“How Quickly Does Avant-garde Age?” Review of exhibition Art of Another Kind: International Abstraction and the Guggenheim, 1949–1960 on view at the Solomon R. Guggenheim Museum, New York, June 8 - September 12, 2012.
Published in Studija 87, no. 6 (2012): 8-17.
How Quickly Does Avant-garde Age?
The exhibition Art of Another Kind offered a retrospective of the ideals of postwar American art, which are related among other things also to the establishment of the Solomon R. Guggenheim Museum in New York City. The 1950s were the heyday and triumph of American Abstract Expressionism in the so-called free world, and a general belief in abstract art as the ultimate manifestation of an individual’s creative and political freedom. A time when the artist, the lonely genius, suffers while creating wonderful pieces of abstract expressionism or color field painting which not only reflect an individual’s emotional experience and vision, but are also able to reassert, the whole world over, the reputation of the USA as the land of individual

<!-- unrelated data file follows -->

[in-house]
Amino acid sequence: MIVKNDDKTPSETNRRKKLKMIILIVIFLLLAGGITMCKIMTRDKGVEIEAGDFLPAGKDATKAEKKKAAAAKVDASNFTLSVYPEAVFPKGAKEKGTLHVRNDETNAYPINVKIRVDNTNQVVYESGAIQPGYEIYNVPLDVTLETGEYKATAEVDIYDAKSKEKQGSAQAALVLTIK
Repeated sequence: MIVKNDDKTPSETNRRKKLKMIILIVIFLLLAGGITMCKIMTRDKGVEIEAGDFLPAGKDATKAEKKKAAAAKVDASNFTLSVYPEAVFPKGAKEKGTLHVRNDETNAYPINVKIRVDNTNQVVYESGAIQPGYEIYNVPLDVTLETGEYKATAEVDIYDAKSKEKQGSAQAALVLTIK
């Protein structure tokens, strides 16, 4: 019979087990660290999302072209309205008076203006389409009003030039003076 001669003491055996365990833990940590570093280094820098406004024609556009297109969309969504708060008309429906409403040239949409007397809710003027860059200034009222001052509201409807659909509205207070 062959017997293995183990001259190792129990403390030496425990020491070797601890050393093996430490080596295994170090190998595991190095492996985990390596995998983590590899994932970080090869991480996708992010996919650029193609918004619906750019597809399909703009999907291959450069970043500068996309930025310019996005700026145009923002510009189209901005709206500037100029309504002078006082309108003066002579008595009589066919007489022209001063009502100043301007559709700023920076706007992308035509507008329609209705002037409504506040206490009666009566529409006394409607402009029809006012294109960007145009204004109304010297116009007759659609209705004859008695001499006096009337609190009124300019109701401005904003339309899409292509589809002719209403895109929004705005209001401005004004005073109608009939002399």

From a contemporary perspective, however, things are not as simple as they seem, and art researchers and historians have invested considerable effort in explaining the phenomenon of abstract art in the USA and Europe. The Guggenheim Museum, looking back to its first exhibition, is literally returning to the 1950s, as if the past half-century hadn’t been.